Over the years observers have noted the persistent dominance of ‘feudals’ in legislatures, the term used loosely to denote members of notable families repeatedly elected on the basis of dependent clienteles that are much more a feature of rural than urban demographics. Since such rural clienteles are easier to control it is natural that the beneficiaries would not want the status quo to change in their constituencies. It is, therefore, reasonable to speculate that medium and small urban centres would be split almost entirely into constituencies with rural majorities, a speculation supported by their condition. Only a rigorous study can provide the evidence for a correction like the one that marked the beginning of fair representation in Germany.

It is also of interest to consider why delimitation or redistricting is so contentious in the US and so ignored in Pakistan. It could be because there are easier alternatives available to the establishment and political parties to influence electoral outcomes in Pakistan — these include, rigging, bribing, inducing military takeovers, and outright dismissals of governments. No such measures are available to political parties in the US forcing them to rely on indirect methods like redistricting and the electoral college. It is, therefore, not a surprise that in the US the redistricting process has been retained under the political control of state legislatures while most other countries, including Pakistan, have transferred it to the jurisdiction of neutral commissions.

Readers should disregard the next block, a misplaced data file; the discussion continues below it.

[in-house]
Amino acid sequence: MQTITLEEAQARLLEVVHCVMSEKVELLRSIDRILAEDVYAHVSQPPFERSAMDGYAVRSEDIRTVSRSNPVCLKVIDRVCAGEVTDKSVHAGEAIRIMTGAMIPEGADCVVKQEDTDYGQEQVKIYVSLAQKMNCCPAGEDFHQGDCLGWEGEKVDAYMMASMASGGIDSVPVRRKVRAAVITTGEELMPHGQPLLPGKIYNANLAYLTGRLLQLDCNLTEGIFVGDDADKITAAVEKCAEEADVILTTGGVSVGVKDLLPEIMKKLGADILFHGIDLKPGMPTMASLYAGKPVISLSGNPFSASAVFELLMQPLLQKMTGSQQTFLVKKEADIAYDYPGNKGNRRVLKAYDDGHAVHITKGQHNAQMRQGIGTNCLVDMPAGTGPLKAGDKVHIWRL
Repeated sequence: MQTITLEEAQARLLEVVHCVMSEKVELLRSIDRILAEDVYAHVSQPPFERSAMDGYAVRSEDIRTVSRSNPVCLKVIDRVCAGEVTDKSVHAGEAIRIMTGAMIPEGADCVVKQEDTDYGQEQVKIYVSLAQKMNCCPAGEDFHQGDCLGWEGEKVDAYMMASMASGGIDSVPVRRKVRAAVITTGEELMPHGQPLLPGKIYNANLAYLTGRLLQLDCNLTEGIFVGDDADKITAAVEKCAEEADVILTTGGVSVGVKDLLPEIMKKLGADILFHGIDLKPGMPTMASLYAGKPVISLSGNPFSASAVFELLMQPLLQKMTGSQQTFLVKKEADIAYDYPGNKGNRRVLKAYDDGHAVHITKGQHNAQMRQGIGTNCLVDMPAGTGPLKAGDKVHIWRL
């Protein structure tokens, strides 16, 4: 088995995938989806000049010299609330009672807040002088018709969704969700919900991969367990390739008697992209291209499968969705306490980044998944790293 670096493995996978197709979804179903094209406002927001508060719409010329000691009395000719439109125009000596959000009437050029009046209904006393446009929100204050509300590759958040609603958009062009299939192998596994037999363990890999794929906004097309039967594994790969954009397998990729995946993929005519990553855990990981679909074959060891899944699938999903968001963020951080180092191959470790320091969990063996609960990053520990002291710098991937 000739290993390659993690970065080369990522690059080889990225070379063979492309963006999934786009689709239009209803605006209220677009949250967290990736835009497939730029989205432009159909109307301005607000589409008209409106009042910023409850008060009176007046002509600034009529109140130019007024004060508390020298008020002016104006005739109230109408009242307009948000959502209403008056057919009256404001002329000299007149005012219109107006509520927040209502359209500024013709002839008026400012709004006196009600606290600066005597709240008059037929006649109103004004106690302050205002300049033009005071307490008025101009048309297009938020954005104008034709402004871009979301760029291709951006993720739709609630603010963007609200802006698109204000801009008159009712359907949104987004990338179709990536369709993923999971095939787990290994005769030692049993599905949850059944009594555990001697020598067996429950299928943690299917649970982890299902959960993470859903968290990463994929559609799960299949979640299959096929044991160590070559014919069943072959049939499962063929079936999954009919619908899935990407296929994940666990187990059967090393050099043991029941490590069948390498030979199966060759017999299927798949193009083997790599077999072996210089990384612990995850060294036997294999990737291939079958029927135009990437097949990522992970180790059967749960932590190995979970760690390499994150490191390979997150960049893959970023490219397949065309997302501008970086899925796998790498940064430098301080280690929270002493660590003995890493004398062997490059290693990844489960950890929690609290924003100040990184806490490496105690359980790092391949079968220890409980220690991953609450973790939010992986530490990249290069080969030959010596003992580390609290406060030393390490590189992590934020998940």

This last observation raises a related issue meriting attention in Pakistan. Election laws stipulate that constituencies should preferably lie within district boundaries which means that creating new districts perforce necessitates delimitation. Since creating new districts is a political prerogative in Pakistan one can speculate that it could have had underlying electoral imperatives. A retrospective study could test this hypothesis since the stated rationale of better governance advanced for the creation of new districts cannot bear the weight of objective evidence.

An analytical exercise seems warranted with the objective of ensuring that election outcomes reflect the popular will and that the preferences of voters are translated faithfully into policy outcomes. Both these are dependent on unbiased representation.

The writer was dean of the School of Humanities and Social Sciences at Lums.

Published in Dawn, January 20th, 2018